Consumer confidence is down. Retail sales are down. Home sales are down. Permits for single-family starts are down. The average work week is down. The only things not down are inventories – unsold stuff is piling up in warehouses and inventories of unsold homes are rising – and defaults on loans.

The 1.5 dip recession should be causing alarm bells to ring all over official Washington. It should cause deficit hawks to stop squawking about future debt, blue-dog Democrats to stop acting like Republicans, and mainstream Democrats to get some backbone.

The 1.5 dip recession should cause the President to demand a large-scale national jobs program including a new WPA that gets millions of Americans back to work even if government has to pay their wages directly.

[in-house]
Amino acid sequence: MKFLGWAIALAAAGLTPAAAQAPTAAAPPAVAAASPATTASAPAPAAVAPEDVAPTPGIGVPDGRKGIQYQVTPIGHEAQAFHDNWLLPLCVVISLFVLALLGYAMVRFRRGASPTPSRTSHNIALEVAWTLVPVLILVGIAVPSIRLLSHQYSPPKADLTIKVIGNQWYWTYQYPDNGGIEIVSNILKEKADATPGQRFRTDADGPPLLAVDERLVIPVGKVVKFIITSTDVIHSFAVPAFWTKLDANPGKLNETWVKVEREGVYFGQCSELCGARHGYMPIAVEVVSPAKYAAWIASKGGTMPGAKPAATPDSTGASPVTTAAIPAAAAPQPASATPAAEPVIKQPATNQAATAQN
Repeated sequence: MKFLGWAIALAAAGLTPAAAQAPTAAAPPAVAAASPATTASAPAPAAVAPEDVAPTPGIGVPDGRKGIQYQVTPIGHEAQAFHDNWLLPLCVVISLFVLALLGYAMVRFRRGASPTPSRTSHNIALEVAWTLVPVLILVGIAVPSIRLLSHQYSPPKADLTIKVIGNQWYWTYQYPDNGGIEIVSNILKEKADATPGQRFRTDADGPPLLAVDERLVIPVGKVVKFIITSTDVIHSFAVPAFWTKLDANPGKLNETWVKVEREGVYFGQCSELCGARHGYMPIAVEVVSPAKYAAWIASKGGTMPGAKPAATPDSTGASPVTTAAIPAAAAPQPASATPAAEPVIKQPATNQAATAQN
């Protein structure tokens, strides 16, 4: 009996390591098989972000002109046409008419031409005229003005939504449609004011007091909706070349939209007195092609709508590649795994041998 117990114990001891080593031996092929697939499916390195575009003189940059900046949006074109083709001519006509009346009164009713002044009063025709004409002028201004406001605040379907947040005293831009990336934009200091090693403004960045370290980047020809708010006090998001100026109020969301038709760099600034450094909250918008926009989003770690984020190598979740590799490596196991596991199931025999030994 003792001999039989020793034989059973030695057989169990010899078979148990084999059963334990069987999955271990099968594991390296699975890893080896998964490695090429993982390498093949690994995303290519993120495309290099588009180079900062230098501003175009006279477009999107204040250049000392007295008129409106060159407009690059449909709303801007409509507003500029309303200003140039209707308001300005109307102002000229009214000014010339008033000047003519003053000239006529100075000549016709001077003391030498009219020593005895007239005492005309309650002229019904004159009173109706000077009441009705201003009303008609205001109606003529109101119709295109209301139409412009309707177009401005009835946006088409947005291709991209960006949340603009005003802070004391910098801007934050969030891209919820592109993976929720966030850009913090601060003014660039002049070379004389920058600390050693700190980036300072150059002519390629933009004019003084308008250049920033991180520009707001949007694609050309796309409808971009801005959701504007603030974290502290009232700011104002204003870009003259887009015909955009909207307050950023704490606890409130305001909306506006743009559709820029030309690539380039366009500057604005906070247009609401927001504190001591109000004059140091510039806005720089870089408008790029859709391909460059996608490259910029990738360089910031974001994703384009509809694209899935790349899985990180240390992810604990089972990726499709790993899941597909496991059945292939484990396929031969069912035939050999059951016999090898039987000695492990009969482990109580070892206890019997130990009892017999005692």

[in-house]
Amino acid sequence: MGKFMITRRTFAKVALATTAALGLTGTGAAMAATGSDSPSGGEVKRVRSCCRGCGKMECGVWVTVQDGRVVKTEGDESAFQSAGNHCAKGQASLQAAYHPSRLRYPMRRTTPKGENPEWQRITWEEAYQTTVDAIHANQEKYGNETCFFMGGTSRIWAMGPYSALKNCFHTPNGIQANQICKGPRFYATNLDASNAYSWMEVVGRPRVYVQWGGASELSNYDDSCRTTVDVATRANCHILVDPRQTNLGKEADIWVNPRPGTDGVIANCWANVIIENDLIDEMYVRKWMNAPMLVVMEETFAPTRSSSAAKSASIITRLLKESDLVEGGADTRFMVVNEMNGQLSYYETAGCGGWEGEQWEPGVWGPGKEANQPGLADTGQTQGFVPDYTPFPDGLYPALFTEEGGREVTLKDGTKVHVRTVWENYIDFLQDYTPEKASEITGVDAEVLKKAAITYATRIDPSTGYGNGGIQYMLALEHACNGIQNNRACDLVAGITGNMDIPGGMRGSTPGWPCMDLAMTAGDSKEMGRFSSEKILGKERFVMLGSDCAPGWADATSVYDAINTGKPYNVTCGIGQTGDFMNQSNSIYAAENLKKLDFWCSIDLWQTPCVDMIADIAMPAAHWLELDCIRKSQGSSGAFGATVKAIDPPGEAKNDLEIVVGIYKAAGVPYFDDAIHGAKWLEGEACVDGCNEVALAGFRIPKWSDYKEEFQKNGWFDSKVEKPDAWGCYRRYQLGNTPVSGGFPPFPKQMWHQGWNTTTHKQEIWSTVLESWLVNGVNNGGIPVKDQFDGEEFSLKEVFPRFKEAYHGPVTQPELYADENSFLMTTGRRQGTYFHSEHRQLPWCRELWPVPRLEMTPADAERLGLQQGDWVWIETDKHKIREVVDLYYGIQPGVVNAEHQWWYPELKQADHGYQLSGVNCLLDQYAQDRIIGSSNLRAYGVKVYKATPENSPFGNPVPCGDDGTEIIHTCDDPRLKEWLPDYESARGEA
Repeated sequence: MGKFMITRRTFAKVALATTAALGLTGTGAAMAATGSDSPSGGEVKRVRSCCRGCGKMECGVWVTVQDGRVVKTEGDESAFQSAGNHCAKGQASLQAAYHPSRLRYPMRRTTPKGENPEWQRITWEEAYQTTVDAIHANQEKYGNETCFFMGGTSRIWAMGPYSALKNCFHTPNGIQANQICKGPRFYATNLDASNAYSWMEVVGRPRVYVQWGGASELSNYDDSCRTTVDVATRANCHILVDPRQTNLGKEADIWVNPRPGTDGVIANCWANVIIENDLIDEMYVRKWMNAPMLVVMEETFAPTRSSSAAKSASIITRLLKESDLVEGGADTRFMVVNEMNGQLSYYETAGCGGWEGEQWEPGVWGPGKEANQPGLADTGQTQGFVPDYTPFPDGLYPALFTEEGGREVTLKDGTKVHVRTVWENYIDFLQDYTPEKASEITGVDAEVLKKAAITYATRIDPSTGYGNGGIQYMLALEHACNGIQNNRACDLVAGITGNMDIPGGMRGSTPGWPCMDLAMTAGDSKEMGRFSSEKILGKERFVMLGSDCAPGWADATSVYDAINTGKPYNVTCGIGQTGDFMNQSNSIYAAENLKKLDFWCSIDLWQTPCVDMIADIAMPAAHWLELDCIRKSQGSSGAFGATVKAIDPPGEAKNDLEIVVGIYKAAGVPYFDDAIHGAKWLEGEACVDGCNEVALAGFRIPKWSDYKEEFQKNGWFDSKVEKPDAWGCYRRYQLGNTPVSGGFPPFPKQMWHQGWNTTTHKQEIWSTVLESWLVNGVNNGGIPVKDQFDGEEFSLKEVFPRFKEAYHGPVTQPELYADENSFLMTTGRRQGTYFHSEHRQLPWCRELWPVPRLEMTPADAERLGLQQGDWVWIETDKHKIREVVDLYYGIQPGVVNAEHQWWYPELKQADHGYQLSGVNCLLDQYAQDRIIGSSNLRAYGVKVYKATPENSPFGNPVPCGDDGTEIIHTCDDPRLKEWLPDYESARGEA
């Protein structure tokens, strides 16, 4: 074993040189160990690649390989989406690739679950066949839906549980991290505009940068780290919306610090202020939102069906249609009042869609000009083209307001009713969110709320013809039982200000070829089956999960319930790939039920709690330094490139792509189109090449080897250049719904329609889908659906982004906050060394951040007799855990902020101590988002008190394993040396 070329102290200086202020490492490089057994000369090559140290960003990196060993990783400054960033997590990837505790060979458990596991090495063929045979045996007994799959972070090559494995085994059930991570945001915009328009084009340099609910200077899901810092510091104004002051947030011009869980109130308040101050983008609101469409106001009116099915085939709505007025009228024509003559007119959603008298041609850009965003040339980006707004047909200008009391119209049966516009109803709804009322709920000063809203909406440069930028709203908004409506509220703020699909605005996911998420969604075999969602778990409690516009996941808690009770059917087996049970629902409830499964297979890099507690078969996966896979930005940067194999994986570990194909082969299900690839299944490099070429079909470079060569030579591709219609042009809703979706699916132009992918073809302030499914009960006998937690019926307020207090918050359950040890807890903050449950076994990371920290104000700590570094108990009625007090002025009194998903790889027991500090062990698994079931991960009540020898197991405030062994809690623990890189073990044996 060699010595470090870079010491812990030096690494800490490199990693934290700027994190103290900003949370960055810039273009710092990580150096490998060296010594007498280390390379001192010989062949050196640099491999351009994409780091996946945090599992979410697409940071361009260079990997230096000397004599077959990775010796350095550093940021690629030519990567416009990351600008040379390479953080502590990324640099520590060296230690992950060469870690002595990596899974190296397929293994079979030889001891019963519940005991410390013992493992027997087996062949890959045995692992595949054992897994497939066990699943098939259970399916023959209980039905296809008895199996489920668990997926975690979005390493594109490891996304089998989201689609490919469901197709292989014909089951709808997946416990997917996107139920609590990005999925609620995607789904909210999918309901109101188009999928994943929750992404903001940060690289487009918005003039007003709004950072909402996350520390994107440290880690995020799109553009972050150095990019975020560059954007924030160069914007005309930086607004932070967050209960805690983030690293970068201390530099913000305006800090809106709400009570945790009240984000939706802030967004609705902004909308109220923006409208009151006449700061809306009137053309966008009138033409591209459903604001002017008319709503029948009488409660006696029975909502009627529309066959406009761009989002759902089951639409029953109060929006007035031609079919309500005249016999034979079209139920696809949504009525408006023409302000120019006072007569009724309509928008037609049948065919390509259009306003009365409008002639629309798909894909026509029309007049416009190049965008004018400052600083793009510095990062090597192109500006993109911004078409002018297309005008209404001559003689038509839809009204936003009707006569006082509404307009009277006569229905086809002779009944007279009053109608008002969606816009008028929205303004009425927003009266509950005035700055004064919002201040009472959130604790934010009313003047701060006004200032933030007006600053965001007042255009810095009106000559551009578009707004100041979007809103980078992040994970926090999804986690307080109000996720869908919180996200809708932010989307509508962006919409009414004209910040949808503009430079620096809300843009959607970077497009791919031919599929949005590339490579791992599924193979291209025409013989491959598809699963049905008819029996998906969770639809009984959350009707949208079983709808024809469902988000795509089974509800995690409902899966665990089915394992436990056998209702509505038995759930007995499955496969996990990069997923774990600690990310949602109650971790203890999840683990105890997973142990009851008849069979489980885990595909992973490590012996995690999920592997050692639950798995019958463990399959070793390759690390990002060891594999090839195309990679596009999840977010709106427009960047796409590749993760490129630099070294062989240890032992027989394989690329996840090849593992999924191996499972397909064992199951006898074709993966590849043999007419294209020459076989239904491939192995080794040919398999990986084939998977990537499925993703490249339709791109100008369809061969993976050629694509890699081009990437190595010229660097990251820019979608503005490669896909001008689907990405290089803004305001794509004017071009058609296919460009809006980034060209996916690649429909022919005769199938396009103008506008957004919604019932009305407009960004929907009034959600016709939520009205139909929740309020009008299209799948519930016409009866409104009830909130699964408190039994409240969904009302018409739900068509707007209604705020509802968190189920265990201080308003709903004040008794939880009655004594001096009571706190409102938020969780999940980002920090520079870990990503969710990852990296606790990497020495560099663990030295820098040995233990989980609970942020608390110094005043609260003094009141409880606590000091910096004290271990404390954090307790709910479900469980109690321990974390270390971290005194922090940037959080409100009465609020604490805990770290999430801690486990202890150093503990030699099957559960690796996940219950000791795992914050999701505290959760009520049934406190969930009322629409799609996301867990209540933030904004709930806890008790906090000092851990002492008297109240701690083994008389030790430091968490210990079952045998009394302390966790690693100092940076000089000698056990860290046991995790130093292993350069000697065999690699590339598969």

Included would be zero-interest loans to strapped states and locales, so they didn’t have to cut vital services and raise taxes. They could repay when the economy picked up and revenues came in. The national jobs program would also include a one-year payroll tax holiday on the first $20,000 of income.

The President should stop talking and acting on anything else – not the deficit, not energy, not the environment, not immigration, not implementing the health care law, not education. He should make the whole upcoming mid-term election a national referendum on putting Americans back to work, and his jobs bill.

Are you for it or against it?

But none of this is happening. The hawks and blue dogs are still commanding the attention. Herbert Hoover’s ghost seems to have captured the nation’s capital. We’re back to 1932 (or 1937) and the prevailing sentiment is government can’t and mustn’t do anything but aim to reduce the deficit, even though the economy is going down.